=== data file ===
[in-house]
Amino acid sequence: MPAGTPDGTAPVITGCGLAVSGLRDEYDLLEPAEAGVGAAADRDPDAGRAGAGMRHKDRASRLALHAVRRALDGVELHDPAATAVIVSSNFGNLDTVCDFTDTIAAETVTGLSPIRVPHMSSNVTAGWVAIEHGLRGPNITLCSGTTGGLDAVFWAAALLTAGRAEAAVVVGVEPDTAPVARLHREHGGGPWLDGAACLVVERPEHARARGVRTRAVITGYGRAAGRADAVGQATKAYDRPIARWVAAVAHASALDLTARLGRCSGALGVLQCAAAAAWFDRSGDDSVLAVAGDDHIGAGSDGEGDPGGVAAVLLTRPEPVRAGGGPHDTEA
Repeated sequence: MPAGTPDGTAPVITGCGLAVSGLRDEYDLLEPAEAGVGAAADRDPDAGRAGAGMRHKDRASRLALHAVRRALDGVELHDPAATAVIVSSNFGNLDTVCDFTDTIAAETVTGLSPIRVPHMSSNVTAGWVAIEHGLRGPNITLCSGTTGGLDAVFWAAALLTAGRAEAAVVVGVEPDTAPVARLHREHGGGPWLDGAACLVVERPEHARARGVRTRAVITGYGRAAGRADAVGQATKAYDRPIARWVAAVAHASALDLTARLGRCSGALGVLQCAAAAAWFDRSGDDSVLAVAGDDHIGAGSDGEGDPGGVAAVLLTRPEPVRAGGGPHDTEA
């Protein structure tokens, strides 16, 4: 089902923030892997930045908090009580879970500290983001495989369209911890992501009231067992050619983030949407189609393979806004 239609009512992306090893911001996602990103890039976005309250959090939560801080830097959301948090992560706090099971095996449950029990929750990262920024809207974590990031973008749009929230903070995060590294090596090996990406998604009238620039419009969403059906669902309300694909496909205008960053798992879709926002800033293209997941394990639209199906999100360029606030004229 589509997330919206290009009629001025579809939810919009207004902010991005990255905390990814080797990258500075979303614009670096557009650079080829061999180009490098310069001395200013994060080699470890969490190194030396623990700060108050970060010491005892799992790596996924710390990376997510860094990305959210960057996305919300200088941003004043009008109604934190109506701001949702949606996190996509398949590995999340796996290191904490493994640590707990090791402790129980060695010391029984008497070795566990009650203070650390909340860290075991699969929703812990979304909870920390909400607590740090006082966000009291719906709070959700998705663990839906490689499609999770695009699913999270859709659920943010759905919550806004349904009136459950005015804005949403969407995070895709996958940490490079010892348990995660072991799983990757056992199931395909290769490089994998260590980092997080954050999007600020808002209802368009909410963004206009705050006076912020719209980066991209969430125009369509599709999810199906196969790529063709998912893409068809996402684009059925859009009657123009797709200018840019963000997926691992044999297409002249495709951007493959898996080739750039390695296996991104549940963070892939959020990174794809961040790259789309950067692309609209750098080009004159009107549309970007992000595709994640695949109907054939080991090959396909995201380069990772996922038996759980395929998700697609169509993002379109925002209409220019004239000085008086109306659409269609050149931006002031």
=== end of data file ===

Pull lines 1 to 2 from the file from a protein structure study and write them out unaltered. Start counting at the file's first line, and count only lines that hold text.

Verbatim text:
[in-house]
Amino acid sequence: MPAGTPDGTAPVITGCGLAVSGLRDEYDLLEPAEAGVGAAADRDPDAGRAGAGMRHKDRASRLALHAVRRALDGVELHDPAATAVIVSSNFGNLDTVCDFTDTIAAETVTGLSPIRVPHMSSNVTAGWVAIEHGLRGPNITLCSGTTGGLDAVFWAAALLTAGRAEAAVVVGVEPDTAPVARLHREHGGGPWLDGAACLVVERPEHARARGVRTRAVITGYGRAAGRADAVGQATKAYDRPIARWVAAVAHASALDLTARLGRCSGALGVLQCAAAAAWFDRSGDDSVLAVAGDDHIGAGSDGEGDPGGVAAVLLTRPEPVRAGGGPHDTEA